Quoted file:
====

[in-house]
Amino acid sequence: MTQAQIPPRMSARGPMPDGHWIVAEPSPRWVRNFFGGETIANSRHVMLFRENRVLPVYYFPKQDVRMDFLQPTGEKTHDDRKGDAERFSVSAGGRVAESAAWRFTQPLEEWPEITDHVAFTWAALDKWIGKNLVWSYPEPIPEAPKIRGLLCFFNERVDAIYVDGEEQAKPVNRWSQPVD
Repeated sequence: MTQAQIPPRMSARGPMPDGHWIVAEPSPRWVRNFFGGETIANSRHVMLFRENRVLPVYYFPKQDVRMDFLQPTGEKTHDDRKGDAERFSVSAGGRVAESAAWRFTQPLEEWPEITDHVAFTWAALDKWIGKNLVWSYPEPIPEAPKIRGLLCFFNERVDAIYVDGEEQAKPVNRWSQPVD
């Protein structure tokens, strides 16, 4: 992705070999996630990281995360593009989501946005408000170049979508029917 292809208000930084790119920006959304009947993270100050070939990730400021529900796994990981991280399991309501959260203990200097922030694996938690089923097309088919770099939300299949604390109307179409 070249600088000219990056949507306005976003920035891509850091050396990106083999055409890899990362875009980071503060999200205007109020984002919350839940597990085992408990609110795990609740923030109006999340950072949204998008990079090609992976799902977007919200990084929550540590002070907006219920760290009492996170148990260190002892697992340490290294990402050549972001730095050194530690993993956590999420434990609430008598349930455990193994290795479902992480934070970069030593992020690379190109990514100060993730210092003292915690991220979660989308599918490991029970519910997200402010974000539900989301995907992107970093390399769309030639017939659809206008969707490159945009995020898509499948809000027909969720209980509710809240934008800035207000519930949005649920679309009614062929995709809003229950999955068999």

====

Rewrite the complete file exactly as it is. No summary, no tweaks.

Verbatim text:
[in-house]
Amino acid sequence: MTQAQIPPRMSARGPMPDGHWIVAEPSPRWVRNFFGGETIANSRHVMLFRENRVLPVYYFPKQDVRMDFLQPTGEKTHDDRKGDAERFSVSAGGRVAESAAWRFTQPLEEWPEITDHVAFTWAALDKWIGKNLVWSYPEPIPEAPKIRGLLCFFNERVDAIYVDGEEQAKPVNRWSQPVD
Repeated sequence: MTQAQIPPRMSARGPMPDGHWIVAEPSPRWVRNFFGGETIANSRHVMLFRENRVLPVYYFPKQDVRMDFLQPTGEKTHDDRKGDAERFSVSAGGRVAESAAWRFTQPLEEWPEITDHVAFTWAALDKWIGKNLVWSYPEPIPEAPKIRGLLCFFNERVDAIYVDGEEQAKPVNRWSQPVD
């Protein structure tokens, strides 16, 4: 992705070999996630990281995360593009989501946005408000170049979508029917 292809208000930084790119920006959304009947993270100050070939990730400021529900796994990981991280399991309501959260203990200097922030694996938690089923097309088919770099939300299949604390109307179409 070249600088000219990056949507306005976003920035891509850091050396990106083999055409890899990362875009980071503060999200205007109020984002919350839940597990085992408990609110795990609740923030109006999340950072949204998008990079090609992976799902977007919200990084929550540590002070907006219920760290009492996170148990260190002892697992340490290294990402050549972001730095050194530690993993956590999420434990609430008598349930455990193994290795479902992480934070970069030593992020690379190109990514100060993730210092003292915690991220979660989308599918490991029970519910997200402010974000539900989301995907992107970093390399769309030639017939659809206008969707490159945009995020898509499948809000027909969720209980509710809240934008800035207000519930949005649920679309009614062929995709809003229950999955068999």